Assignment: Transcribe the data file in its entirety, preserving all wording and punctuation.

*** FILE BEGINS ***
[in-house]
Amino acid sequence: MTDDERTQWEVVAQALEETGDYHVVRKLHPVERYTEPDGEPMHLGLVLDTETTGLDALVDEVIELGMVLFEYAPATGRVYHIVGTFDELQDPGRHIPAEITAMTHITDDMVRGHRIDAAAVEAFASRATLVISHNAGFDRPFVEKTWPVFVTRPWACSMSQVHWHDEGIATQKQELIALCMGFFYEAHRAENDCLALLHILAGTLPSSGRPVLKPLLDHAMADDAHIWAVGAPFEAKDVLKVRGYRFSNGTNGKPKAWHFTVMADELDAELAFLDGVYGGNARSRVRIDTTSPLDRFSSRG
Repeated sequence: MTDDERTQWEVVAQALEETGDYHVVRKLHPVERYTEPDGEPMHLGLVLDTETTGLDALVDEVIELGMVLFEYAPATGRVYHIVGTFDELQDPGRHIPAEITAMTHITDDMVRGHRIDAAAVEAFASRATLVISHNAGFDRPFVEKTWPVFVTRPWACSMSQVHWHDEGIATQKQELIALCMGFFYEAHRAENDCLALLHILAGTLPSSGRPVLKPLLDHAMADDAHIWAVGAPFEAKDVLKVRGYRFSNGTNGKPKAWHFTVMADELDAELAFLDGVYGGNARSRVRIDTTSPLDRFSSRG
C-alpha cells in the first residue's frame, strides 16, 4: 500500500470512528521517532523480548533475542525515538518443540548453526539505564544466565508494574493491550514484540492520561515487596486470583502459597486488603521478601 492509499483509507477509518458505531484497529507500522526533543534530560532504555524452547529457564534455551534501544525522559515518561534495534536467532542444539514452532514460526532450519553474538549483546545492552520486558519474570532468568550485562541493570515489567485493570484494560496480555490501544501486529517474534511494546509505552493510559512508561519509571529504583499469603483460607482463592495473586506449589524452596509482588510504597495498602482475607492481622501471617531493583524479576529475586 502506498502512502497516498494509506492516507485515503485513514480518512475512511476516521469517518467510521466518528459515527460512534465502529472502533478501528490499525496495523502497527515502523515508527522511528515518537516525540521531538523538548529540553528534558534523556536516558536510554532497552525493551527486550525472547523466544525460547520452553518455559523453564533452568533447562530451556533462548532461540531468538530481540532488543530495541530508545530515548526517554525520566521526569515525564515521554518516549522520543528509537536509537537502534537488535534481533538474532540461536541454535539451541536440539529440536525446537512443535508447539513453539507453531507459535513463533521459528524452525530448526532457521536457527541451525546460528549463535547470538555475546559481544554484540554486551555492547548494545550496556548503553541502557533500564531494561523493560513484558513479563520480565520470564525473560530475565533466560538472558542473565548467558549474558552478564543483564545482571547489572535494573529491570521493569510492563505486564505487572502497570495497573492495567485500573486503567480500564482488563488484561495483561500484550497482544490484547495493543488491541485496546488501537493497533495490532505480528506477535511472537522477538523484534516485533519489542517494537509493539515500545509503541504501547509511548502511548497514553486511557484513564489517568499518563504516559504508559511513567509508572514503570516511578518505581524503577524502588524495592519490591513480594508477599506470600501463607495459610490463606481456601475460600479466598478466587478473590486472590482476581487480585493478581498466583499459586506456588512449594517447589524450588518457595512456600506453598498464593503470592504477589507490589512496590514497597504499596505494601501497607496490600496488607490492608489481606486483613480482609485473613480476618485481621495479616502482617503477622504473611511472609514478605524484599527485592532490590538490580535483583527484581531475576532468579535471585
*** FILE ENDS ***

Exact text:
[in-house]
Amino acid sequence: MTDDERTQWEVVAQALEETGDYHVVRKLHPVERYTEPDGEPMHLGLVLDTETTGLDALVDEVIELGMVLFEYAPATGRVYHIVGTFDELQDPGRHIPAEITAMTHITDDMVRGHRIDAAAVEAFASRATLVISHNAGFDRPFVEKTWPVFVTRPWACSMSQVHWHDEGIATQKQELIALCMGFFYEAHRAENDCLALLHILAGTLPSSGRPVLKPLLDHAMADDAHIWAVGAPFEAKDVLKVRGYRFSNGTNGKPKAWHFTVMADELDAELAFLDGVYGGNARSRVRIDTTSPLDRFSSRG
Repeated sequence: MTDDERTQWEVVAQALEETGDYHVVRKLHPVERYTEPDGEPMHLGLVLDTETTGLDALVDEVIELGMVLFEYAPATGRVYHIVGTFDELQDPGRHIPAEITAMTHITDDMVRGHRIDAAAVEAFASRATLVISHNAGFDRPFVEKTWPVFVTRPWACSMSQVHWHDEGIATQKQELIALCMGFFYEAHRAENDCLALLHILAGTLPSSGRPVLKPLLDHAMADDAHIWAVGAPFEAKDVLKVRGYRFSNGTNGKPKAWHFTVMADELDAELAFLDGVYGGNARSRVRIDTTSPLDRFSSRG
C-alpha cells in the first residue's frame, strides 16, 4: 500500500470512528521517532523480548533475542525515538518443540548453526539505564544466565508494574493491550514484540492520561515487596486470583502459597486488603521478601 492509499483509507477509518458505531484497529507500522526533543534530560532504555524452547529457564534455551534501544525522559515518561534495534536467532542444539514452532514460526532450519553474538549483546545492552520486558519474570532468568550485562541493570515489567485493570484494560496480555490501544501486529517474534511494546509505552493510559512508561519509571529504583499469603483460607482463592495473586506449589524452596509482588510504597495498602482475607492481622501471617531493583524479576529475586 502506498502512502497516498494509506492516507485515503485513514480518512475512511476516521469517518467510521466518528459515527460512534465502529472502533478501528490499525496495523502497527515502523515508527522511528515518537516525540521531538523538548529540553528534558534523556536516558536510554532497552525493551527486550525472547523466544525460547520452553518455559523453564533452568533447562530451556533462548532461540531468538530481540532488543530495541530508545530515548526517554525520566521526569515525564515521554518516549522520543528509537536509537537502534537488535534481533538474532540461536541454535539451541536440539529440536525446537512443535508447539513453539507453531507459535513463533521459528524452525530448526532457521536457527541451525546460528549463535547470538555475546559481544554484540554486551555492547548494545550496556548503553541502557533500564531494561523493560513484558513479563520480565520470564525473560530475565533466560538472558542473565548467558549474558552478564543483564545482571547489572535494573529491570521493569510492563505486564505487572502497570495497573492495567485500573486503567480500564482488563488484561495483561500484550497482544490484547495493543488491541485496546488501537493497533495490532505480528506477535511472537522477538523484534516485533519489542517494537509493539515500545509503541504501547509511548502511548497514553486511557484513564489517568499518563504516559504508559511513567509508572514503570516511578518505581524503577524502588524495592519490591513480594508477599506470600501463607495459610490463606481456601475460600479466598478466587478473590486472590482476581487480585493478581498466583499459586506456588512449594517447589524450588518457595512456600506453598498464593503470592504477589507490589512496590514497597504499596505494601501497607496490600496488607490492608489481606486483613480482609485473613480476618485481621495479616502482617503477622504473611511472609514478605524484599527485592532490590538490580535483583527484581531475576532468579535471585